As for the validity of evolution, I point you to this article from the Washington Post. The Discovery Institute, one of the loudest ID proponents, was proud to present the names of 356 scientists who questioned evolution. In response, the National Center for Science Education found 543 scientists named "Steve" (though it also included a few Stephanies) who declare the evidence overwhelmingly in favor of evolution. I think it's safe to say we have a consensus...

I'm so glad I don't live in Kansas.

Thursday, May 05, 2005

Bigotry At Its Best

So, I just read this article on about new FDA rules banning men who have had gay sex in the past five years from being sperm donors. It's interesting that the rules are based more on orientation than behavior. A gay man who has been in a non-celibate, monogamous relationship for the past 10 years is banned from being a donor under this rule. However, a straight man who had unprotected anal sex (with a woman, obviously) during a one night stand a year ago is not.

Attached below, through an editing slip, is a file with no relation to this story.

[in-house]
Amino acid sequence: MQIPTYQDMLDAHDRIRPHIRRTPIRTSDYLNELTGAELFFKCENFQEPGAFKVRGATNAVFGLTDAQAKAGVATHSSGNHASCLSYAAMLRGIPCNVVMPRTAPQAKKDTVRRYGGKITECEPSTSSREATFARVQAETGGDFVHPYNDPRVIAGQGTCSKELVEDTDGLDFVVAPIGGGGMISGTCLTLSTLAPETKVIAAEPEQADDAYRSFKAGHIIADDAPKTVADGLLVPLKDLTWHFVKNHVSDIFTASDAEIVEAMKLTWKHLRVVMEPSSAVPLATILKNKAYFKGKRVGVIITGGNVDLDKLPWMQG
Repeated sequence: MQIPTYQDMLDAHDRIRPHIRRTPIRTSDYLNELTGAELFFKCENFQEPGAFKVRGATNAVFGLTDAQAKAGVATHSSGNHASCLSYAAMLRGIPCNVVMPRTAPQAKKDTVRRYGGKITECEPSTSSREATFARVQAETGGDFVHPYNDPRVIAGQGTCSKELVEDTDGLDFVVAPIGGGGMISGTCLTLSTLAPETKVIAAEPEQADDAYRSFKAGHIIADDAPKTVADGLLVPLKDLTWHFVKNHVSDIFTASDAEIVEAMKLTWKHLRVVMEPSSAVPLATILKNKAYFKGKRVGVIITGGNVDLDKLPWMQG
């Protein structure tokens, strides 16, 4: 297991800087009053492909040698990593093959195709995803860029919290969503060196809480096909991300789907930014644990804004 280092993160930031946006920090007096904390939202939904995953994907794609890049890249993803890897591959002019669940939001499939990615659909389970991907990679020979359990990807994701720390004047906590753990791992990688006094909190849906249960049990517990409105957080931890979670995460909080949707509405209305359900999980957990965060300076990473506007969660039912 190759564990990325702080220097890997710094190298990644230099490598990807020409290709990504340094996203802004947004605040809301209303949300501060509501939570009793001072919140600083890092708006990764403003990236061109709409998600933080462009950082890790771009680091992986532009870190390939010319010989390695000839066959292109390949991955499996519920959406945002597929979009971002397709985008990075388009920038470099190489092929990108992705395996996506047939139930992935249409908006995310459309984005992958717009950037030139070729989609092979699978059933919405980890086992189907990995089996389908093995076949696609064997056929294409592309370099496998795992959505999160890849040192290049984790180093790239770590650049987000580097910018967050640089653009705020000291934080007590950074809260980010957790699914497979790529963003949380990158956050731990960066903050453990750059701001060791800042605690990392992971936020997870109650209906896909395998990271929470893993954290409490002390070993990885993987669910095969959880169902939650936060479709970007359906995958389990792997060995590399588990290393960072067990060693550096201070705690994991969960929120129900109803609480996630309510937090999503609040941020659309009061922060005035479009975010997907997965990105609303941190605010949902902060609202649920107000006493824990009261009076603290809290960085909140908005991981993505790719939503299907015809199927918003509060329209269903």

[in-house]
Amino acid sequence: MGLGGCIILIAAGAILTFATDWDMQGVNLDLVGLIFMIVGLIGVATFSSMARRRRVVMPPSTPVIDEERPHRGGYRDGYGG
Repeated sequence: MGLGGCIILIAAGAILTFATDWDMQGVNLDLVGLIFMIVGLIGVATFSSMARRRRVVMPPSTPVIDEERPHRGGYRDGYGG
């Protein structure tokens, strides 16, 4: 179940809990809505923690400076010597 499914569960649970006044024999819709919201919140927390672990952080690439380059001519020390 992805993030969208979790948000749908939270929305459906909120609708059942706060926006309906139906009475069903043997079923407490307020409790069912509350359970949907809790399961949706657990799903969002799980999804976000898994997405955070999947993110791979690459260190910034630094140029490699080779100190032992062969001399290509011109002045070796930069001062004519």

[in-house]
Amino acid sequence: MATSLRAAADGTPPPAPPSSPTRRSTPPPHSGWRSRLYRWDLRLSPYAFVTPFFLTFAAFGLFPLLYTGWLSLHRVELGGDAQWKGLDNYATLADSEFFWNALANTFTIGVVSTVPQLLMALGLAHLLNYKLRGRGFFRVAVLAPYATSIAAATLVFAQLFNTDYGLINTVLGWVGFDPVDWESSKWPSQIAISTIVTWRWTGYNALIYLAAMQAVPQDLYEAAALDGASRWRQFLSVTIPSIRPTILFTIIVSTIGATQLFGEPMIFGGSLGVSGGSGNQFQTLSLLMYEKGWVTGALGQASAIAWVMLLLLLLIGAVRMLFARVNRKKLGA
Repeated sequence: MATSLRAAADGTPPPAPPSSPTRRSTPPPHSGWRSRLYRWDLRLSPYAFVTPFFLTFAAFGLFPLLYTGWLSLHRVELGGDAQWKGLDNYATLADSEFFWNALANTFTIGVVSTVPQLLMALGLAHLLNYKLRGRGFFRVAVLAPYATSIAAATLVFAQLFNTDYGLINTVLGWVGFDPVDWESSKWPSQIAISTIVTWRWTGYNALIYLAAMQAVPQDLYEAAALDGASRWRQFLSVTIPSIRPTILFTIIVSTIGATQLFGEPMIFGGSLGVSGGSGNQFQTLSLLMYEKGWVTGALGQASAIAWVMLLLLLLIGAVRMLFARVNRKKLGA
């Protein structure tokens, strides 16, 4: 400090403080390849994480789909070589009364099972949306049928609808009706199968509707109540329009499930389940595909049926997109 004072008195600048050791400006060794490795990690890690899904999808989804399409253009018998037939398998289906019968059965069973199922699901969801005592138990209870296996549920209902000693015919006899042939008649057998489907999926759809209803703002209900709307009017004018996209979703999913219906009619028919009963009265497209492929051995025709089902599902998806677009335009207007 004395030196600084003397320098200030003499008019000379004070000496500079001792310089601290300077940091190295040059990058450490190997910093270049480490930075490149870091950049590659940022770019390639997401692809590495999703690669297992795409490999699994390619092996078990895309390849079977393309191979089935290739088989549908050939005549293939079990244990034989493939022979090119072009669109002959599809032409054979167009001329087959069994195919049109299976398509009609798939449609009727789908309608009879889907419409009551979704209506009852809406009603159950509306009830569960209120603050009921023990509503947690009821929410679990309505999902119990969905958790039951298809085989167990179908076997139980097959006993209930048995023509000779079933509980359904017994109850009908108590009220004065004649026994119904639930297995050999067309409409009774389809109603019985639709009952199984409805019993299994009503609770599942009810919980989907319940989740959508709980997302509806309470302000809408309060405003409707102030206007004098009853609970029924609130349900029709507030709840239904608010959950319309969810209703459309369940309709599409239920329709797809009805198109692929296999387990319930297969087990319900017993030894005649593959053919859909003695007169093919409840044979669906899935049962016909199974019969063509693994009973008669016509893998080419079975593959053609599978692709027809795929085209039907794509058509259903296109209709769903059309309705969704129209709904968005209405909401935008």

The following quote is rather interesting:
"With an anonymous sperm donor, you can't be too careful," said a[n American Society for Reproductive Medicine] spokeswoman, Eleanor Nicoll. "Our concern is for the health of the recipient, not to let more and more people be sperm donors."

If the concern is truly for the health of the recipient at all costs, the 5 year celibacy rule should apply to all men, not just gay men. Why should the gender of the partner you had sex with matter? Shouldn't the emphasis be on behavior and actions, not orientation? I really just don't see the logic here.

What a F***ing Idiot

This by way of driftglass: Pat Robertson believes liberal federal judges are the biggest threat the U.S. has ever seen. Worse than Al Qaeda. Worse than Nazi Germany. Worse than imperial Japan. Yeah, because gays getting married will do more harm than the 5 million Americans that died during the Civil War.

I really wish I wasn't adamantly opposed to censorship. Because I would love to get this guy to shut the f*** up.

Tuesday, May 03, 2005

The Dearth of Good Science Reporting